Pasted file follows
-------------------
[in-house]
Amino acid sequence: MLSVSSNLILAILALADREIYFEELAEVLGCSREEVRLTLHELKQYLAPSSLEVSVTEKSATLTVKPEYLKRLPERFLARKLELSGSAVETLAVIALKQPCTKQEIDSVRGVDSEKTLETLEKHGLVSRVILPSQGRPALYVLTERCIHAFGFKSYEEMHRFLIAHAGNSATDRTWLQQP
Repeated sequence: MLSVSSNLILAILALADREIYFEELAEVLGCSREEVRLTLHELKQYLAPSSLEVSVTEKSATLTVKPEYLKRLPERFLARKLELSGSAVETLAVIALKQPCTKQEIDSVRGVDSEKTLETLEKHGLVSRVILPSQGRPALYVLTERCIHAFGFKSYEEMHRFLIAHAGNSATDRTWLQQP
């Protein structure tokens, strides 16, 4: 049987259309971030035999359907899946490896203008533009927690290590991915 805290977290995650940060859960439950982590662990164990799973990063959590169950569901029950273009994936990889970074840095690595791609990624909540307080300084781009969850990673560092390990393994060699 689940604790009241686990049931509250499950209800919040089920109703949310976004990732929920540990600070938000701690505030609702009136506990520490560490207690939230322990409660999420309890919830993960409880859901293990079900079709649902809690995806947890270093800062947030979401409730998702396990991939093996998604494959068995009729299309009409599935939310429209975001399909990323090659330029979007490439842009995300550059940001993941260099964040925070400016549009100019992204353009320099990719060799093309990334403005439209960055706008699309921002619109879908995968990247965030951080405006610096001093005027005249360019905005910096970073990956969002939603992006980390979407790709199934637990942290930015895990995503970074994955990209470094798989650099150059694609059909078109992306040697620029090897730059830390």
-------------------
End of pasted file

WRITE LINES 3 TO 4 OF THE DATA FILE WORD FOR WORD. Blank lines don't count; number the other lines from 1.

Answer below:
Repeated sequence: MLSVSSNLILAILALADREIYFEELAEVLGCSREEVRLTLHELKQYLAPSSLEVSVTEKSATLTVKPEYLKRLPERFLARKLELSGSAVETLAVIALKQPCTKQEIDSVRGVDSEKTLETLEKHGLVSRVILPSQGRPALYVLTERCIHAFGFKSYEEMHRFLIAHAGNSATDRTWLQQP
């Protein structure tokens, strides 16, 4: 049987259309971030035999359907899946490896203008533009927690290590991915 805290977290995650940060859960439950982590662990164990799973990063959590169950569901029950273009994936990889970074840095690595791609990624909540307080300084781009969850990673560092390990393994060699 689940604790009241686990049931509250499950209800919040089920109703949310976004990732929920540990600070938000701690505030609702009136506990520490560490207690939230322990409660999420309890919830993960409880859901293990079900079709649902809690995806947890270093800062947030979401409730998702396990991939093996998604494959068995009729299309009409599935939310429209975001399909990323090659330029979007490439842009995300550059940001993941260099964040925070400016549009100019992204353009320099990719060799093309990334403005439209960055706008699309921002619109879908995968990247965030951080405006610096001093005027005249360019905005910096970073990956969002939603992006980390979407790709199934637990942290930015895990995503970074994955990209470094798989650099150059694609059909078109992306040697620029090897730059830390």